When you hear the word DJ, one’s thoughts are drawn to music. But not many look at deejaying as serious business or a career worth pursuing.
About three decades ago, Phillip Kalindawalo was just an ordinary high school leaver full of life and an avid lover of music. Never did it cross his mind that he would become DJ.
But his love for break-dancing and music slowly won his heart to be one of the best DJs of his time.
“Around 1984, I used to do break dance while I was a student at Mount Pleasant High School in Zimbabwe. I used to keep a lot of break dance music which I could play for my friends at entertainment events within the school.
“I could also share some of the people the music I kept after receiving from my friends. Slowly, they started inviting me to be ‘officially’ playing music and I realised I could play music and make people enjoy it. I started collecting the latest hot music and that was the beginning of everything,” Kalindawalo told Chill.
Upon completing his O-level in 1986, he evolved into a fully-fledged DJ playing at different events in Zimbabwe where he grew up.
“We were using cassettes then and played in night clubs and schools. I admired my mentor Peter Johns who was known as Radio Driver on Radio 3 FM. People such as the late Eddie Manda, Otis Frazer, Kudzie Maruza, Tonderai Ndoro and George Munetsi also inspired me. DJs like Mike T and Hossea ‘Hitman’ Singende taught me how to keep people busy in nightclubs,” he recalled.
From Zimbabwe, Kalindawalo trekked to Malawi where he also launched his deejaying career.
“A DJ who does radio and nightclubs has greater potential in entertainment. He knows what people like. In Malawi I was resident DJ at Taj Mahal, later Motel Paradise then jammed in clubs such as Road House, Grand and Grill, Chez Ntemba Lilongwe and Blantyre, and oh!!
“In the early 1990s, we had Massive Club and the Drive Inn at Moneymen. Great people such as the late Davis Mafuleka and my brother in-law Brian Mungomo kept people in Blantyre busy. And there was Shelter Club just at Kwacha,” explained Kalindawalo.
While doing the club circuits, Kalindawalo found himself at MBC Radio 2 and that was the beginning of him being on radio.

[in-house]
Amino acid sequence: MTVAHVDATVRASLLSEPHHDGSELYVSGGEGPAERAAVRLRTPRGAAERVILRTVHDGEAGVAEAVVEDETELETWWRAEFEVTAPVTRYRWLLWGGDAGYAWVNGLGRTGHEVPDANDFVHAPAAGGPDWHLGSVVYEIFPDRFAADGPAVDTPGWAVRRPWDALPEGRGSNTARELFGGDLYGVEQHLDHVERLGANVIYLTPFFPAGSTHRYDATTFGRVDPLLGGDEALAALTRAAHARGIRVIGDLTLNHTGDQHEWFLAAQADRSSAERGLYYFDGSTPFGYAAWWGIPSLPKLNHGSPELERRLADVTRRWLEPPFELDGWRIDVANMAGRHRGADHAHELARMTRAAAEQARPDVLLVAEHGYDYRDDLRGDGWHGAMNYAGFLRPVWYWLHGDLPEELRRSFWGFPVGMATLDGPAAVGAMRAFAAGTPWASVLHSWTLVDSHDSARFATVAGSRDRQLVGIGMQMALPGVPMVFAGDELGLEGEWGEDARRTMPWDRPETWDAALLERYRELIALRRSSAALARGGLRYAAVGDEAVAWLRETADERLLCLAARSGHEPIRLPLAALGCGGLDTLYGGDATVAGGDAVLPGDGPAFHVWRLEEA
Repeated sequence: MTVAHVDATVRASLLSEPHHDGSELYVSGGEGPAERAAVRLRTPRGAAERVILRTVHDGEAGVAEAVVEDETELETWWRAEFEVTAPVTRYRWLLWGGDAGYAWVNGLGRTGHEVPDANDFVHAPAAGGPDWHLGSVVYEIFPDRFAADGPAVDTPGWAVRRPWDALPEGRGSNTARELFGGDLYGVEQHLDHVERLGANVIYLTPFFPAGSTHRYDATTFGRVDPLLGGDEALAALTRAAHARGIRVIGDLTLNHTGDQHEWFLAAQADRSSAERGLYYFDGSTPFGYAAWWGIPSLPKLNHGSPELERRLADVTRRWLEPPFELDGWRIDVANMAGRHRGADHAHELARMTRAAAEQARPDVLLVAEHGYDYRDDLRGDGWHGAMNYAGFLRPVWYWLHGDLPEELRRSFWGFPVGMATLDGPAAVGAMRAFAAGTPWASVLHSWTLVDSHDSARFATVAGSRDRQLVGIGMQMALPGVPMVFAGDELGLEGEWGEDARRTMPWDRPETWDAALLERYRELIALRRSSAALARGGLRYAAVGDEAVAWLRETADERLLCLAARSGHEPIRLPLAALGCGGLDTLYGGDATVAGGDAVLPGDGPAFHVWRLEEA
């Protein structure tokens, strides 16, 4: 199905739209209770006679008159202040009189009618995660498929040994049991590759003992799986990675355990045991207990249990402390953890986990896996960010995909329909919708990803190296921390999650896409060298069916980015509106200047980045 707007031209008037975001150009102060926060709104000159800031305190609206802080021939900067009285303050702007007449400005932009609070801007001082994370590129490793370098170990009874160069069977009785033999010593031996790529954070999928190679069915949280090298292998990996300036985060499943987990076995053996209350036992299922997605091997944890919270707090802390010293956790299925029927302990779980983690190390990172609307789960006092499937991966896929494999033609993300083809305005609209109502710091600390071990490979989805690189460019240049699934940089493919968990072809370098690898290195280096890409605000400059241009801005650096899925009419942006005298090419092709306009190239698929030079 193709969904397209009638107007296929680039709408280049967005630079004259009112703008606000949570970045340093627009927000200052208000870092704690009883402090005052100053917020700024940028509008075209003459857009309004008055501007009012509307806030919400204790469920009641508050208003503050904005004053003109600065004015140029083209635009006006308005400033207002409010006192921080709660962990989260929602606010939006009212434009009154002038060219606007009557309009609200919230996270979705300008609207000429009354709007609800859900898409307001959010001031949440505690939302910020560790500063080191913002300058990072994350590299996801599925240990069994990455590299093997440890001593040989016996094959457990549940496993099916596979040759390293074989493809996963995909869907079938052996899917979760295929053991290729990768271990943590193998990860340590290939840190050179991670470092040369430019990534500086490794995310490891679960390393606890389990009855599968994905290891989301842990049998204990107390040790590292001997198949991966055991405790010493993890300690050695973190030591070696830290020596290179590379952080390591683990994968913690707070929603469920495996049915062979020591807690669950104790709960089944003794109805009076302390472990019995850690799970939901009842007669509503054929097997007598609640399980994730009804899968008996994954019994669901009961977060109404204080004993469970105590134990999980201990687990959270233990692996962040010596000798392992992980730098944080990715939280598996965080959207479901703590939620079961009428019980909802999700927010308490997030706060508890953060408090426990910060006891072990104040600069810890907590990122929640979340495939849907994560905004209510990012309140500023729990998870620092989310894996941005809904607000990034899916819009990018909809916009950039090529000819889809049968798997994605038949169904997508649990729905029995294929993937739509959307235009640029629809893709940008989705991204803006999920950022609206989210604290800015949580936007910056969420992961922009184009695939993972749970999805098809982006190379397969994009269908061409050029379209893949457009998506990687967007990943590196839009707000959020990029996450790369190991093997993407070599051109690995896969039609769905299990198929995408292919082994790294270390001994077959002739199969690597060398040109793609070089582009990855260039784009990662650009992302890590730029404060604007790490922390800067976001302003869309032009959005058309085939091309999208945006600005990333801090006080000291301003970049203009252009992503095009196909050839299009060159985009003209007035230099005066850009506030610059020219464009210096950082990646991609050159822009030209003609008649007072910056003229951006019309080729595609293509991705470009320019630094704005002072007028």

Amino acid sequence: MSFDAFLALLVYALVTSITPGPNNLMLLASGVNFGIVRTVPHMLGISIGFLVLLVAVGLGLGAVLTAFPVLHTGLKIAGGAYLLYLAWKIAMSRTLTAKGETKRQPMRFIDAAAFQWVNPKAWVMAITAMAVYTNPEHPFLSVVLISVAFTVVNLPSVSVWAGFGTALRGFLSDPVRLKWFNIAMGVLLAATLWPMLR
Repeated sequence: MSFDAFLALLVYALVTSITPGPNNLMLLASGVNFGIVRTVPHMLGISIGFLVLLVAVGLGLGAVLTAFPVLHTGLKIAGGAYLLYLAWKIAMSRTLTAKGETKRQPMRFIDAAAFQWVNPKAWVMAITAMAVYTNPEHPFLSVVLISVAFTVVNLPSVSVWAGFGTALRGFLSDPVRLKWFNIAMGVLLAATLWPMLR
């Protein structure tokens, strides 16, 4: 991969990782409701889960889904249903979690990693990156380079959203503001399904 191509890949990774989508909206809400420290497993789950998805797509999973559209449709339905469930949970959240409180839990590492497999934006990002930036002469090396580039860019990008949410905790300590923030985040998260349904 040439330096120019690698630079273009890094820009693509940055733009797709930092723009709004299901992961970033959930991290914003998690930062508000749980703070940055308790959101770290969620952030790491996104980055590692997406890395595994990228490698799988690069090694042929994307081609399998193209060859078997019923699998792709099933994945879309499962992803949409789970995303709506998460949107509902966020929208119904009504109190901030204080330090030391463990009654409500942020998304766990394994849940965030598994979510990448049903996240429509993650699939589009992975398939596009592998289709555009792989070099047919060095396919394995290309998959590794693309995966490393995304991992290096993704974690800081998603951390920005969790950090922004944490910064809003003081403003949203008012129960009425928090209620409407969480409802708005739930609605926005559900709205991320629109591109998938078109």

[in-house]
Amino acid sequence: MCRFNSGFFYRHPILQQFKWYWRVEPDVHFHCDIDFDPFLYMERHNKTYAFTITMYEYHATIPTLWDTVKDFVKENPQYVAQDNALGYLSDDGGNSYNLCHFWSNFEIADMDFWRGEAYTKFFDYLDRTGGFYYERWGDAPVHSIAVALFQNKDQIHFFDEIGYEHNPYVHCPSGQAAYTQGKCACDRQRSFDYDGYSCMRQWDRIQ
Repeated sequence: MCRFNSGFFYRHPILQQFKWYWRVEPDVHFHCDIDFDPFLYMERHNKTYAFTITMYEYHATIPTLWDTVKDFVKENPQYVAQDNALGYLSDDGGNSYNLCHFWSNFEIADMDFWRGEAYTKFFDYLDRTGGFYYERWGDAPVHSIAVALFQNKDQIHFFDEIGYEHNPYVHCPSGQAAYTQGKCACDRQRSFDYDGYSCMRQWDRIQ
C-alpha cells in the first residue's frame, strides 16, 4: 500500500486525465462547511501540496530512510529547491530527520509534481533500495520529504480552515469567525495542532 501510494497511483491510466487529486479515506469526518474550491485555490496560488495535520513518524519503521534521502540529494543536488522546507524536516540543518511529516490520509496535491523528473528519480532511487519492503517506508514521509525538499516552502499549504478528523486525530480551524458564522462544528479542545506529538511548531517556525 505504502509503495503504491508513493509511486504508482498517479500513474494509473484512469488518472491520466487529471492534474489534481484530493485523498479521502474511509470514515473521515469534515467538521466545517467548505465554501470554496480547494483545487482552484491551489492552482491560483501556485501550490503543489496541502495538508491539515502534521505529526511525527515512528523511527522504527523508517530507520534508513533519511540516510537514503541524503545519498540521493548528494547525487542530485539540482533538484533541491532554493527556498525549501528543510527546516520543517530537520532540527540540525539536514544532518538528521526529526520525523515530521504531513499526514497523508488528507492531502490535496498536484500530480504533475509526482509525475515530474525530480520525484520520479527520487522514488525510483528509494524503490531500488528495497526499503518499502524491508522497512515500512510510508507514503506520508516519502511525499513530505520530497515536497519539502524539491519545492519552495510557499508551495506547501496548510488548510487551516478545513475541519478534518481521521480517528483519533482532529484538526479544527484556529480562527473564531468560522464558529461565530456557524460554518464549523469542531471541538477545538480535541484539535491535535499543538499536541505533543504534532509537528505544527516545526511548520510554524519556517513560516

“That was a different environment altogether, but I enjoyed each passing moment. I had memorable shows that people can remember me with such as Good Company, My Personality Show and the Midnight to Dawn shift where I loved the phone-in programme at 2am. Oh! That was super,” he recalled.
He has also worked with other radio stations including MIJ and Galaxy FM and had a stint in Botswana where he used to play at New Yorker.
The highlight of his career, which spans 29 years, was in 1999.
“I came number three on Entertainer of Entertainers in the category of radio presenters and I was number 1 DJ after a DJ competition which involved so many DJs from radio and nightclubs.
“Then I won Entertainer of Entertainers three years in a row. Remember, I was on radio once a week and at night, that is great and nobody has beaten that. Then I was the DJ who played just before Professor’s performances at Chez in Blantyre and Lilongwe and that was his first ever show in Malawi,” he said.
He is popularly known as Phylltouch, a name derived from the pleasure he gives people through his mixing of music.
Up until today, he is still deejaying in clubs and events on part time basis.
“The name comes from feel touch, where I make sure that I keep my audience busy, they feel my experience on the decks and turntables, you know. In fact, I believe, I have the greatest touch when it comes to entertaining people,” he boasted.
The third born son to Gerald Mpesi, Kalindawalo was raised by his stepfather, Alex Kalindawalo.
He hails from Misuli Vilage in Chief Chikumbu’s area in Mulanje.
He is a proud father of son, Donell, who is graciously following in his footsteps.
Currently working as a sales and distribution officer at Chibuku Products Limited in Blantyre, Kalindawalo is happy with his contribution to the Malawi DJ terrain.
“There are Malawian DJs that perhaps went through these hands. Trust me, they are many, most of them are on Radio 2FM, MIJ FM, Galaxy and Ufulu Radio and some in nightclubs,” he said.
Moving forward, his parting words are: “Keep your eyes open and if you snooze you will lose. I am coming back, this time with a big bang.”